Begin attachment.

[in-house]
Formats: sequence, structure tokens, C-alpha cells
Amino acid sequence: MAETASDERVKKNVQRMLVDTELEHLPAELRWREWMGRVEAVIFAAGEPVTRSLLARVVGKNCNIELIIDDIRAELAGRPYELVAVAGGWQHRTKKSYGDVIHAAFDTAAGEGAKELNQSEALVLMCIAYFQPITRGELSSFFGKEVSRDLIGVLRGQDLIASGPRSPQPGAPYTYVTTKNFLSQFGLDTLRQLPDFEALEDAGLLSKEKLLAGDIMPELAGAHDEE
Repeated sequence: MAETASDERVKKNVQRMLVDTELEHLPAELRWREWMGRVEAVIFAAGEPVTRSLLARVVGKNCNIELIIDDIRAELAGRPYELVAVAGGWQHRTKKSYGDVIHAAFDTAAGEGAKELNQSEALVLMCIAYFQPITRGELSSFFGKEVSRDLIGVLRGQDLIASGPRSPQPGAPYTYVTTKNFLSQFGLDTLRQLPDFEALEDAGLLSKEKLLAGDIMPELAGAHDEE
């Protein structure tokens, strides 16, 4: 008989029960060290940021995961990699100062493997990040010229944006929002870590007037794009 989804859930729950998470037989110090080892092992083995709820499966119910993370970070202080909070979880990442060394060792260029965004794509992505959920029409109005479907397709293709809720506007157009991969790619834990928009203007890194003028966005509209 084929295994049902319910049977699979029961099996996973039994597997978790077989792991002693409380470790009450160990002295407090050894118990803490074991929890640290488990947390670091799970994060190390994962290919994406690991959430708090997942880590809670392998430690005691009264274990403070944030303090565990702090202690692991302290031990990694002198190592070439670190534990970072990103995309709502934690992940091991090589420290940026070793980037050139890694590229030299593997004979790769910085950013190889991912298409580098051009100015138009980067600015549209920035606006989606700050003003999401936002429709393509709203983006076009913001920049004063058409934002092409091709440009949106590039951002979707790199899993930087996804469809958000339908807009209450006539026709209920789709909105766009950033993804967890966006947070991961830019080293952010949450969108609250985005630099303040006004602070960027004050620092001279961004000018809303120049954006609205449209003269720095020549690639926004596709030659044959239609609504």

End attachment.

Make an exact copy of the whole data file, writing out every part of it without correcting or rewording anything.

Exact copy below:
[in-house]
Formats: sequence, structure tokens, C-alpha cells
Amino acid sequence: MAETASDERVKKNVQRMLVDTELEHLPAELRWREWMGRVEAVIFAAGEPVTRSLLARVVGKNCNIELIIDDIRAELAGRPYELVAVAGGWQHRTKKSYGDVIHAAFDTAAGEGAKELNQSEALVLMCIAYFQPITRGELSSFFGKEVSRDLIGVLRGQDLIASGPRSPQPGAPYTYVTTKNFLSQFGLDTLRQLPDFEALEDAGLLSKEKLLAGDIMPELAGAHDEE
Repeated sequence: MAETASDERVKKNVQRMLVDTELEHLPAELRWREWMGRVEAVIFAAGEPVTRSLLARVVGKNCNIELIIDDIRAELAGRPYELVAVAGGWQHRTKKSYGDVIHAAFDTAAGEGAKELNQSEALVLMCIAYFQPITRGELSSFFGKEVSRDLIGVLRGQDLIASGPRSPQPGAPYTYVTTKNFLSQFGLDTLRQLPDFEALEDAGLLSKEKLLAGDIMPELAGAHDEE
């Protein structure tokens, strides 16, 4: 008989029960060290940021995961990699100062493997990040010229944006929002870590007037794009 989804859930729950998470037989110090080892092992083995709820499966119910993370970070202080909070979880990442060394060792260029965004794509992505959920029409109005479907397709293709809720506007157009991969790619834990928009203007890194003028966005509209 084929295994049902319910049977699979029961099996996973039994597997978790077989792991002693409380470790009450160990002295407090050894118990803490074991929890640290488990947390670091799970994060190390994962290919994406690991959430708090997942880590809670392998430690005691009264274990403070944030303090565990702090202690692991302290031990990694002198190592070439670190534990970072990103995309709502934690992940091991090589420290940026070793980037050139890694590229030299593997004979790769910085950013190889991912298409580098051009100015138009980067600015549209920035606006989606700050003003999401936002429709393509709203983006076009913001920049004063058409934002092409091709440009949106590039951002979707790199899993930087996804469809958000339908807009209450006539026709209920789709909105766009950033993804967890966006947070991961830019080293952010949450969108609250985005630099303040006004602070960027004050620092001279961004000018809303120049954006609205449209003269720095020549690639926004596709030659044959239609609504």